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tipsFoodFit's tips about lentils

Try our recipe for Lentil Soup.

Learn what makes up a serving of protein in our Food Pyramid.

Nutrition Smarts



Centuries before the Food Pyramid, people from Calcutta to Cannes ate lots of lentils. They knew instinctively this legume was a rich source of nutrients. Perfect comfort food for wintry nights, lentils require no soaking, and some cook in as little as 10 minutes.

Versatile Varieties

Lentils are a cousin of beans. They are both legumes, the seeds that grow within pods. Where they're grown and how they're processed determines their color, flavor and cooking time. Here are the ones you're most likely to find:

  • French lentils: Sold with the seed coat on, they are grayish brown outside and creamy inside.
  • Red lentils: Sometimes called Egyptian lentils, they are small, round and have an orange-red tone.
  • Spanish pardina lentils: Tiny and brown, they have a nutty flavor and hold their shape when cooked.

They can be served as a side dish, pureed into thick soups, and added to stews and grain dishes. They're also great in salads.

Fabulous Fiber and Folate

Lentils boast a modest 130 calories per (dry) 1/4-cup serving. They contain only a trace of fat and no cholesterol or sodium. But this small serving provides 44 percent of the RDA for dietary fiber, and a whopping 90 percent of your daily need for folate. Lentils contain more folate than any other unfortified food. They are also a good source of iron and phosphorus, and also contain significant amounts of protein, calcium and vitamin A.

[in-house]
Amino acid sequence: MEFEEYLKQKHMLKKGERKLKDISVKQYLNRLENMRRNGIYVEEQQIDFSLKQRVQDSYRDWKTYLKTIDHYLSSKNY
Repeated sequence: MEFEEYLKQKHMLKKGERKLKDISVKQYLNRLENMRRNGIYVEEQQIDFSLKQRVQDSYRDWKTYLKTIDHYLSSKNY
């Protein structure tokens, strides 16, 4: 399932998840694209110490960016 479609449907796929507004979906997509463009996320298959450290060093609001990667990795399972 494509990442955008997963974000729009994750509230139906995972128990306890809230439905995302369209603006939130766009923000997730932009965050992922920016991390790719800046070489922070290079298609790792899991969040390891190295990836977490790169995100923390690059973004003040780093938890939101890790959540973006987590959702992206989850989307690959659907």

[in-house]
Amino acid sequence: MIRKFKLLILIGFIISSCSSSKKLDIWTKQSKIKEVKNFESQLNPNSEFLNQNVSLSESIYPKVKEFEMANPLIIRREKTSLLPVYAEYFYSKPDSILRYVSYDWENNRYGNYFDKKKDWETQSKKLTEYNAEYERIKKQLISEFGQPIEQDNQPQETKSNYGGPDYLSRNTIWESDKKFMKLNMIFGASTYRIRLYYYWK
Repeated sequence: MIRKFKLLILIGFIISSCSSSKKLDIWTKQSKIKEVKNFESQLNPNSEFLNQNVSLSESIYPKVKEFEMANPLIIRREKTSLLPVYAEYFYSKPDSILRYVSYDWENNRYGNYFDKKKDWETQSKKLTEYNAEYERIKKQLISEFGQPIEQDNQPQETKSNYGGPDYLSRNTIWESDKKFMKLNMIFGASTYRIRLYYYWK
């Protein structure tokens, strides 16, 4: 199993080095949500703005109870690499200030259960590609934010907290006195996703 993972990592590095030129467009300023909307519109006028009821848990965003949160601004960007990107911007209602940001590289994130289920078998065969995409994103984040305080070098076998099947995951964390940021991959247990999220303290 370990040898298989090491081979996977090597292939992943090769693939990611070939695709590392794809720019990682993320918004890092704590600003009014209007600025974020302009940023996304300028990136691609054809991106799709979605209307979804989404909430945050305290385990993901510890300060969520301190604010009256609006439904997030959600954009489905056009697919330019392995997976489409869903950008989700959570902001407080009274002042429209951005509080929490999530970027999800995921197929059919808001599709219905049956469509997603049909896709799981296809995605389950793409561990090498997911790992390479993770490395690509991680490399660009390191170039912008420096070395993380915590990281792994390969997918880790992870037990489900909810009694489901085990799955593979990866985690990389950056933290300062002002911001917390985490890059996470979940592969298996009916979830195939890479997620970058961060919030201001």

Fast Food

Lentils are easy to cook. Follow these simple steps:

  • Pour them into a sieve, remove any debris, and rinse them under cold running water.
  • Place the lentils in a saucepan with enough water to cover by 1/2-inch.
  • Cover the pan, and bring to a boil over medium heat. Reduce the heat to low, and simmer for 10 to 20 minutes, depending on the variety. They should be cooked through and satiny, not hard or mushy.

FoodFit's Tips About Lentils

  • Don't add salt when cooking lentils; it toughens them. Instead, add fresh herbs, peeled garlic cloves, shallots or dried herbs such as cumin, coriander or curry powder.
  • If lentils are eaten with a food high in vitamin C, like tomatoes or bell peppers, their iron content is absorbed more efficiently by the body.
  • Use as little water as possible when cooking, since it retains more of the water-soluble nutrients.
  • A European trick is to add a teaspoon of vinegar and a teaspoon of sugar to the cooking water for lentils. The slight sweet and sour nuances enhance their nutty flavor.
  • Drain off any remaining cooking liquid as soon as the lentils are tender so they don't continue to cook and become mushy.
  • Store small amounts of lentils or other dried legumes, in resealable plastic bags, and place the bags in an airtight container; they'll last for up to a year.


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